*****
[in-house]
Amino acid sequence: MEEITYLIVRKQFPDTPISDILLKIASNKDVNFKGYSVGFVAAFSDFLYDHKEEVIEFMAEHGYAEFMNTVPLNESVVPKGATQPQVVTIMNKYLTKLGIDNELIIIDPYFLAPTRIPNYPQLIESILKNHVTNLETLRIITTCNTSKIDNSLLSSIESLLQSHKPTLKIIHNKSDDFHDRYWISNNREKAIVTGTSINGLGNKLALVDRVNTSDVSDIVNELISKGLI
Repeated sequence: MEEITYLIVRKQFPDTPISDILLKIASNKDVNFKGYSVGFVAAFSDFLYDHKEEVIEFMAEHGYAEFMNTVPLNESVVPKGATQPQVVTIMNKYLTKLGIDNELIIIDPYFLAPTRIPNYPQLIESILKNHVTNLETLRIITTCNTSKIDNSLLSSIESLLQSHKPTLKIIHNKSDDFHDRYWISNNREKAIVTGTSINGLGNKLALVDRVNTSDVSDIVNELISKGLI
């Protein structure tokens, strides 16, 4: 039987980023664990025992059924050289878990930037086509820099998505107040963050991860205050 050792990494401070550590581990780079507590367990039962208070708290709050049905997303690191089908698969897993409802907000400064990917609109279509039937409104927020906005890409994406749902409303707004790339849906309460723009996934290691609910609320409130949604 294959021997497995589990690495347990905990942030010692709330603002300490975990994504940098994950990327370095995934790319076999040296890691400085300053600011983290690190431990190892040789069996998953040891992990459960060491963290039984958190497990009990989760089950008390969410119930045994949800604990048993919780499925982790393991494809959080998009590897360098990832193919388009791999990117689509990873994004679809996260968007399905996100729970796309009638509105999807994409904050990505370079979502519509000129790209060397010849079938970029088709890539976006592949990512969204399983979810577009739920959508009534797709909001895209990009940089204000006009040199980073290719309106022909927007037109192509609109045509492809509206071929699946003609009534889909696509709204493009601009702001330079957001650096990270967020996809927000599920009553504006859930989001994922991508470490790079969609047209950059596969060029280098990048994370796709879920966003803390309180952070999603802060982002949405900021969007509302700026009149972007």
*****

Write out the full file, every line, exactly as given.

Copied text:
[in-house]
Amino acid sequence: MEEITYLIVRKQFPDTPISDILLKIASNKDVNFKGYSVGFVAAFSDFLYDHKEEVIEFMAEHGYAEFMNTVPLNESVVPKGATQPQVVTIMNKYLTKLGIDNELIIIDPYFLAPTRIPNYPQLIESILKNHVTNLETLRIITTCNTSKIDNSLLSSIESLLQSHKPTLKIIHNKSDDFHDRYWISNNREKAIVTGTSINGLGNKLALVDRVNTSDVSDIVNELISKGLI
Repeated sequence: MEEITYLIVRKQFPDTPISDILLKIASNKDVNFKGYSVGFVAAFSDFLYDHKEEVIEFMAEHGYAEFMNTVPLNESVVPKGATQPQVVTIMNKYLTKLGIDNELIIIDPYFLAPTRIPNYPQLIESILKNHVTNLETLRIITTCNTSKIDNSLLSSIESLLQSHKPTLKIIHNKSDDFHDRYWISNNREKAIVTGTSINGLGNKLALVDRVNTSDVSDIVNELISKGLI
């Protein structure tokens, strides 16, 4: 039987980023664990025992059924050289878990930037086509820099998505107040963050991860205050 050792990494401070550590581990780079507590367990039962208070708290709050049905997303690191089908698969897993409802907000400064990917609109279509039937409104927020906005890409994406749902409303707004790339849906309460723009996934290691609910609320409130949604 294959021997497995589990690495347990905990942030010692709330603002300490975990994504940098994950990327370095995934790319076999040296890691400085300053600011983290690190431990190892040789069996998953040891992990459960060491963290039984958190497990009990989760089950008390969410119930045994949800604990048993919780499925982790393991494809959080998009590897360098990832193919388009791999990117689509990873994004679809996260968007399905996100729970796309009638509105999807994409904050990505370079979502519509000129790209060397010849079938970029088709890539976006592949990512969204399983979810577009739920959508009534797709909001895209990009940089204000006009040199980073290719309106022909927007037109192509609109045509492809509206071929699946003609009534889909696509709204493009601009702001330079957001650096990270967020996809927000599920009553504006859930989001994922991508470490790079969609047209950059596969060029280098990048994370796709879920966003803390309180952070999603802060982002949405900021969007509302700026009149972007």